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    New realities beyond traditional IT that embrace Industry 4.0

    Industry 4.0, driven by the Internet of Things (IoT) has become central to digital transformation in the manufacturing industry. More than just a flashy catchphrase, Industry 4.0 brings with it trends and technologies that promise to reshape the way things are made.
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    Source: pixabay.com

    Speaking at the NEC XON's annual summit, George Senzere, Schneider Electric’s solutions engineering manager, shared Schneider Electric’s approach and unique positioning to help the industry deal with the inescapable forces pushing Industry 4.0 forward.

    “Rather than speak about Industry 4.0 as a future trend, we need to accept that it is already here. IoT has already begun to transform the products we use. There has been a giant leap for manufacturing innovation, with the introduction of smart devices controlling machines on the shop floor,” says Senzere.

    “Through this new kind of monitoring of productivity and efficiency of employees, machinery and business processes, management is now able to access important information in real time.”

    The digital twin

    “In this light, how we manage our data has become equally important. One good example would be the digital twin - a virtual doppelganger of a real-world system. Data is fed from the actual system to the digital version, which then mimics everything. Businesses can then make predictions around maintenance of their systems without physically taking it apart. This is just one indication of where digital technologies, combined with IOT, can take us,” he says.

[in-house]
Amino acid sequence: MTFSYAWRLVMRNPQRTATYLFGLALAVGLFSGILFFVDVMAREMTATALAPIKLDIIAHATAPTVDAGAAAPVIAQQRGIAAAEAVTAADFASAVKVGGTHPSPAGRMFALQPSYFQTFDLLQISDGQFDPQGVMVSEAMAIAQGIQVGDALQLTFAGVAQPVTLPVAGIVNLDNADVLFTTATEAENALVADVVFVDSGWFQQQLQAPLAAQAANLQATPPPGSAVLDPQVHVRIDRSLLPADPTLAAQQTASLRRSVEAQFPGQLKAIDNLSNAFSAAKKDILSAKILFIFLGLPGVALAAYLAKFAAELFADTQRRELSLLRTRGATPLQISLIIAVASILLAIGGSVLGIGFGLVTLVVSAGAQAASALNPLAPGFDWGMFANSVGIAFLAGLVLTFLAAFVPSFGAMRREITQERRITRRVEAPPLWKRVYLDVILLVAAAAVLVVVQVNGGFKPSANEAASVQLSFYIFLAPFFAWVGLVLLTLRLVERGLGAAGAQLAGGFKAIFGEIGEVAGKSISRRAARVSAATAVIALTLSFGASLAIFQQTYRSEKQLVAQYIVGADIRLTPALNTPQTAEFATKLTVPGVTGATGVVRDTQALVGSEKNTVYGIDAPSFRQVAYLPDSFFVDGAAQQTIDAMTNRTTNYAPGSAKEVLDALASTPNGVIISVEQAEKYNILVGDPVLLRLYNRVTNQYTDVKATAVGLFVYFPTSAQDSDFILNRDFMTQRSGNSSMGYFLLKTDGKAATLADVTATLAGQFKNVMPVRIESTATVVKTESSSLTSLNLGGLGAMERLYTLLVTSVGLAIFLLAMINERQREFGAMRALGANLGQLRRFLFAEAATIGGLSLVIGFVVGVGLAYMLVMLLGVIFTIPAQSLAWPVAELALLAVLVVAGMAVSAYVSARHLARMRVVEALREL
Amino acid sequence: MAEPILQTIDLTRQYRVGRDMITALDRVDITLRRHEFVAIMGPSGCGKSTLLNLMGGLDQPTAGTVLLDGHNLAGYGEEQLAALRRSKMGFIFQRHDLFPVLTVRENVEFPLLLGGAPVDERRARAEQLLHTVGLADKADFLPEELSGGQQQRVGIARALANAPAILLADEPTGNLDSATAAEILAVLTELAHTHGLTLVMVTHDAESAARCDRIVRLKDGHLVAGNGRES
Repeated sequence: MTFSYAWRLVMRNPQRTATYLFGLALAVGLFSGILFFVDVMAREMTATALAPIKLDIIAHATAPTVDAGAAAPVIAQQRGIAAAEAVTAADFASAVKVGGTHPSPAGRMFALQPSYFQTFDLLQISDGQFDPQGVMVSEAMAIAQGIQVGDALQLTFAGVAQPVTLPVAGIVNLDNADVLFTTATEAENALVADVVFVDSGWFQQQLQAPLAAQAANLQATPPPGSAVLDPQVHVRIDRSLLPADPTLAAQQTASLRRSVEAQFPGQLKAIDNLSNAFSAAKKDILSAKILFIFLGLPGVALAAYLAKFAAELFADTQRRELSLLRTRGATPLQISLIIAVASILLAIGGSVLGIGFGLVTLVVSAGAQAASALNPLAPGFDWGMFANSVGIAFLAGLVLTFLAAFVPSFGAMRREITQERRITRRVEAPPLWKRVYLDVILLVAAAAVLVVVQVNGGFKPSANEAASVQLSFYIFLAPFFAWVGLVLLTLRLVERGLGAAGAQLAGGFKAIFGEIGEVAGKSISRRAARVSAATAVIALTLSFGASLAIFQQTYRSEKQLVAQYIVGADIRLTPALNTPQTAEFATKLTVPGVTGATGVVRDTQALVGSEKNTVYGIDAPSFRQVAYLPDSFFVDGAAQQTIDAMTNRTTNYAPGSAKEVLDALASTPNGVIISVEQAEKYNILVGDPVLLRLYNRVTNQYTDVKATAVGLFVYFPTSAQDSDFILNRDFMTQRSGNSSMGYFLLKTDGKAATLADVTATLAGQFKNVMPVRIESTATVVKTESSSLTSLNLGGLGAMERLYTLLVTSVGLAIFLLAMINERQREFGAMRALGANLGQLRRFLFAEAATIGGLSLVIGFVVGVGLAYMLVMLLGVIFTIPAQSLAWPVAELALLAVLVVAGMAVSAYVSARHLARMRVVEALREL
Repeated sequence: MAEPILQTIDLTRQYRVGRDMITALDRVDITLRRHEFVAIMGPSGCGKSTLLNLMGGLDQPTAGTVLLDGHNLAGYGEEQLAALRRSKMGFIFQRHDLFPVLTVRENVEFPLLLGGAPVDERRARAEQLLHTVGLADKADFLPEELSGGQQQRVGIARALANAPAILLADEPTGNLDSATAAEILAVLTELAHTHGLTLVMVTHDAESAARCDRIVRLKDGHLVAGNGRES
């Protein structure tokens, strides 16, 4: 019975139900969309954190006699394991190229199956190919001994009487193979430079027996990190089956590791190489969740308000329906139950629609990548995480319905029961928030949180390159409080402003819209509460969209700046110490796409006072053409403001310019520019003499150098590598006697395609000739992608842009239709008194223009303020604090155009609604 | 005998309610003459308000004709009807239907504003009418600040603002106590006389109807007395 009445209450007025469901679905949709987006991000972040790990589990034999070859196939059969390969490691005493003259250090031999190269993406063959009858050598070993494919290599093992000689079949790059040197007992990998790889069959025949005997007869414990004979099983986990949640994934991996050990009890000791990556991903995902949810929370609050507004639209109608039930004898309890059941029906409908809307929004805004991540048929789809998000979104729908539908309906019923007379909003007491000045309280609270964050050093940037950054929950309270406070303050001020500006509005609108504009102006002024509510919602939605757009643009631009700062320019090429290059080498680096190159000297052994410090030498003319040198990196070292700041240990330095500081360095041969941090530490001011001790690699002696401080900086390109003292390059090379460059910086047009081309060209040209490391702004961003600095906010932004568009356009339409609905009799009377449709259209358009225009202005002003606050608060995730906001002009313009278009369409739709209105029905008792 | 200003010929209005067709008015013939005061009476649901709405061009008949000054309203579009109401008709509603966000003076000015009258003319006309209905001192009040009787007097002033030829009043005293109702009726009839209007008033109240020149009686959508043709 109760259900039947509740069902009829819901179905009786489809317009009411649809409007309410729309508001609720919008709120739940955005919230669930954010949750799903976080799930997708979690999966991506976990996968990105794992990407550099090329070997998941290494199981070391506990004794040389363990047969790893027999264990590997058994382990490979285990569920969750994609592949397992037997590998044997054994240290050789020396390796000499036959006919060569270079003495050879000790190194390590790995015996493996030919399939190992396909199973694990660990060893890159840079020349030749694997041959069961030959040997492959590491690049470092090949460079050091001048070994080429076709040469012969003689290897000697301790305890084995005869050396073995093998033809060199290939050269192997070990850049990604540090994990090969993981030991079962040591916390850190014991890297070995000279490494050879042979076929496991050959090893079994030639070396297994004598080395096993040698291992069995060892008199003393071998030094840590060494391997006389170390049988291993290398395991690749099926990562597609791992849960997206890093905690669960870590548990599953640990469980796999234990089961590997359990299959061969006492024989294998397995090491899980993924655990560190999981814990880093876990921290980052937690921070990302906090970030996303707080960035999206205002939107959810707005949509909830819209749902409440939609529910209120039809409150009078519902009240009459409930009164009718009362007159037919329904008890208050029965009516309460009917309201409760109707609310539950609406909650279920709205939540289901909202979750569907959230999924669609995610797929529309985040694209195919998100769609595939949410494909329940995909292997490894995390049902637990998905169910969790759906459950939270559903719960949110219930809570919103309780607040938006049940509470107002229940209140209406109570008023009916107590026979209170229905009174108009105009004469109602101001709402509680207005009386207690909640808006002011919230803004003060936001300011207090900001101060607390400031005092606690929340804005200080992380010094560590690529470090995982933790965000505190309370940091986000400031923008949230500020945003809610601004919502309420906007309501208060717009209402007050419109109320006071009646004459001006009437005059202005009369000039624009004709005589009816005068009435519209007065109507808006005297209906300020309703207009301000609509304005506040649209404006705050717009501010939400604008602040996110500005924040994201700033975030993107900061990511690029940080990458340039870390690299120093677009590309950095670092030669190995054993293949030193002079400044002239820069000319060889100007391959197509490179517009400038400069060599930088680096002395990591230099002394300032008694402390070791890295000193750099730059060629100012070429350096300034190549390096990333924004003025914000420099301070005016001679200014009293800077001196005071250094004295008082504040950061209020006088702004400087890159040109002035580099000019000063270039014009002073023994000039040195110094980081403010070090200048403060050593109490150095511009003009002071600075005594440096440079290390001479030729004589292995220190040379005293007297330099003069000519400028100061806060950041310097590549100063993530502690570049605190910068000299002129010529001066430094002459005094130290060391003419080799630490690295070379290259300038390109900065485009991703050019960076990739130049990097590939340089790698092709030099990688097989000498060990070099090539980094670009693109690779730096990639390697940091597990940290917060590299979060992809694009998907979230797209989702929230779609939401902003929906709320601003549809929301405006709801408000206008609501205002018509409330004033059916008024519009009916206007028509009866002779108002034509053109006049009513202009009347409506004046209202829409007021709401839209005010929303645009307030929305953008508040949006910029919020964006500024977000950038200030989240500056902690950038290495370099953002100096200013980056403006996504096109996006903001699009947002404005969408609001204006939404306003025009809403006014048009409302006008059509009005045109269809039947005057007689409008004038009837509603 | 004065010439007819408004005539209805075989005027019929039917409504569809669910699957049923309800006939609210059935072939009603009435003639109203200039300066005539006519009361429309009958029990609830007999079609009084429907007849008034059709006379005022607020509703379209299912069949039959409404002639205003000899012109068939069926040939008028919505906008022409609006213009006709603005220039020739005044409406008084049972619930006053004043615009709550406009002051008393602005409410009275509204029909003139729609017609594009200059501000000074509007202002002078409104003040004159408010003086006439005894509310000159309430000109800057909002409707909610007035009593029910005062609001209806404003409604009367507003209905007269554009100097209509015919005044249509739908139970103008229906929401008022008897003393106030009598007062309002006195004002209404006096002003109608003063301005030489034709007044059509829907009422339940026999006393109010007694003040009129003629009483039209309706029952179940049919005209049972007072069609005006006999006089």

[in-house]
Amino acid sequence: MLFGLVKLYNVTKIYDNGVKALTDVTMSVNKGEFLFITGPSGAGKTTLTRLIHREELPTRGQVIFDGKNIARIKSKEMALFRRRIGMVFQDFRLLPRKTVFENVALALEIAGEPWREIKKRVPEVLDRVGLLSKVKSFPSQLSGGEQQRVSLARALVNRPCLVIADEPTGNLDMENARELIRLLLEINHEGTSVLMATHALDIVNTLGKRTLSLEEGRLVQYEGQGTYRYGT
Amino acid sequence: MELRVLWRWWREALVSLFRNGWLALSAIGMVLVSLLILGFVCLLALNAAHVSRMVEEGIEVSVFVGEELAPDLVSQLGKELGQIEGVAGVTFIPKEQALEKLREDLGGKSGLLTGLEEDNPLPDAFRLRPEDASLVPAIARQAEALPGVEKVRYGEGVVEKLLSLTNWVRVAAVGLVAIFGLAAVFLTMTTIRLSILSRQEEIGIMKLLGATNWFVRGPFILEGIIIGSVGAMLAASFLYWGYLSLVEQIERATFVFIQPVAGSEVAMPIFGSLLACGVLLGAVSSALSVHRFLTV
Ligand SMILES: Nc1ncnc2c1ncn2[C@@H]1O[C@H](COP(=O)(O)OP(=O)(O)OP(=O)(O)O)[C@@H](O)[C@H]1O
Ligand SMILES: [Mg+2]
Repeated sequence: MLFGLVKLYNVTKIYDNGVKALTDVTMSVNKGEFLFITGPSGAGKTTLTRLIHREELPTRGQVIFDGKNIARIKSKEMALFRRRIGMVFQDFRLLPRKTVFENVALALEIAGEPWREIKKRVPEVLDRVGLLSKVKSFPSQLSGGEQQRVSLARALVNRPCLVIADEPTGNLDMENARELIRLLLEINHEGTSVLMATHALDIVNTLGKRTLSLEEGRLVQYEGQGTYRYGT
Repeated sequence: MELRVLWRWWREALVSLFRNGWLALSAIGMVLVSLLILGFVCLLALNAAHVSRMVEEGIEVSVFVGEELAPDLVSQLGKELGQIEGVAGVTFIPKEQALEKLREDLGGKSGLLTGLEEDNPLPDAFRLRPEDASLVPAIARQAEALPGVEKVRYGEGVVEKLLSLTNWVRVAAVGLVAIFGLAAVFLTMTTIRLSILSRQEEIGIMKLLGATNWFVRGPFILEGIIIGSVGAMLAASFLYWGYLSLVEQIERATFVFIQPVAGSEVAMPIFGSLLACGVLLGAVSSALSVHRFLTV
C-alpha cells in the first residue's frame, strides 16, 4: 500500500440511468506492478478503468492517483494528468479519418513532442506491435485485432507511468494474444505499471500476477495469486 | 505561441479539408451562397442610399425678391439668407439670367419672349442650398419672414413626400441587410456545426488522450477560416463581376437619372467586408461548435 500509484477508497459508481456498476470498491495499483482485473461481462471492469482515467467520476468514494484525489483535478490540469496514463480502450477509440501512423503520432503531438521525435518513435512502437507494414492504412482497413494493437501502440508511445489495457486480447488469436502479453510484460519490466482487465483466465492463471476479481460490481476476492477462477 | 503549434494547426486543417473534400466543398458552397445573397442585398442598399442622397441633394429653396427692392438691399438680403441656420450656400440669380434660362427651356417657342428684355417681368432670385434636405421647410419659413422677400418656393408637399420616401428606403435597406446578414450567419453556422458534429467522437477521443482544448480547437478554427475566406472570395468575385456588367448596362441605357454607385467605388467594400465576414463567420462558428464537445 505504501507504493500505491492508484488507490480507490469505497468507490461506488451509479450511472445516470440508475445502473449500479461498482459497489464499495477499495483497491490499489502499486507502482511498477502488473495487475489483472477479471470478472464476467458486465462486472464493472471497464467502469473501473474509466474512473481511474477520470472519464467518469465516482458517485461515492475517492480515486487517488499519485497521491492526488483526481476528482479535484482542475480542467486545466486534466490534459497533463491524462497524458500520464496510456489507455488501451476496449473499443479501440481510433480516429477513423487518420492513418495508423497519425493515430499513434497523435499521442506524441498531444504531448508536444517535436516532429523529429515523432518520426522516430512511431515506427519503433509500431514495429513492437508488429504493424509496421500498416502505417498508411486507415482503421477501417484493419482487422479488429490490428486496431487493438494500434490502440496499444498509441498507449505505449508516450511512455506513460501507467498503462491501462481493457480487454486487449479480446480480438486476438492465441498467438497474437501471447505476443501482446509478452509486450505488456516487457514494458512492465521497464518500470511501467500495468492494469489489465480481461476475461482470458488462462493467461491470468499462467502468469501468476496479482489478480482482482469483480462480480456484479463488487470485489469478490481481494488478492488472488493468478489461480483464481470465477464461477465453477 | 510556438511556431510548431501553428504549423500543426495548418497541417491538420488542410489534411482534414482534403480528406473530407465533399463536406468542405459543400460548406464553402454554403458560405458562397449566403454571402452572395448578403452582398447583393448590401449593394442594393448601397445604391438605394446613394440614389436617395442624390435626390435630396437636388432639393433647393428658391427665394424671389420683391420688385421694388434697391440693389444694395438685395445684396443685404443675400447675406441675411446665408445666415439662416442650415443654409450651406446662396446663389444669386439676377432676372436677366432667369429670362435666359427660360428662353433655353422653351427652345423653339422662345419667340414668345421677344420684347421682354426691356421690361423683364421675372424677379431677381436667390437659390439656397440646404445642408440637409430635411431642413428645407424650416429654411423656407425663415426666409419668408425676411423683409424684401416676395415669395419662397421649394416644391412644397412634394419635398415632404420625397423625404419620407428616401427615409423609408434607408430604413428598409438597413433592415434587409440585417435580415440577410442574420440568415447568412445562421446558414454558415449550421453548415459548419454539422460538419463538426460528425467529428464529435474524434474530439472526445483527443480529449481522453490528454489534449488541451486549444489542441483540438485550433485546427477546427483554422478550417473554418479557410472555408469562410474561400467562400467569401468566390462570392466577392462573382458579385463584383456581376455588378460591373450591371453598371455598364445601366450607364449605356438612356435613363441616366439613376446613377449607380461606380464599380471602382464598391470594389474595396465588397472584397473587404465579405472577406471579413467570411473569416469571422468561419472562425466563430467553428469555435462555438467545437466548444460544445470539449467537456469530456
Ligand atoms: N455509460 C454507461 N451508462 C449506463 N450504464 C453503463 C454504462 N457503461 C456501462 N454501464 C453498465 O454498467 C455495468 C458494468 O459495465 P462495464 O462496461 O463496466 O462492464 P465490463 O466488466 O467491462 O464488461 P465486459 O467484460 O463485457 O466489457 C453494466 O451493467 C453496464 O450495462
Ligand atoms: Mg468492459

Business owners may also need to pay more attention to the physical infrastructure they invest in, making sure they choose equipment that can adapt quickly to support the future demands driven by IoT and growth - in the cloud and at the edge - without ever compromising availability or operational efficiency.

    “Transmitting data between sites and business systems created barriers that were not overcome until edge computing became practical. Edge computing remedies these obstacles by moving storage and processing capabilities from larger central data centres closer to where the initial data is being generated. It has also become more affordable to deploy regional data centres, server rooms and data centres, thanks to advances in IT infrastructure and connectivity solutions that is geared to scale together with IT demands.”

    Data centre monitoring has become critical in monitoring multi-vendor physical infrastructure across multiple sites, covering power, cooling and security. A unified, consistent reporting and action interface, Data Centre management software alerts the relevant people when there is a risk or threat to the availability of the IT equipment.

    “Even better, it has the capability to alert you before something goes wrong, allowing for proactive and pre-emptive fault-finding,” Senzere says.

    “Schneider Electric South Africa’s IT Division is the leading provider of physical infrastructure solutions for the entire data centre and its life cycle. From cloud or on-premise management and control of data centre to connected devices, our EcoStruxure solution is future ready for the changing landscape of data centres.”

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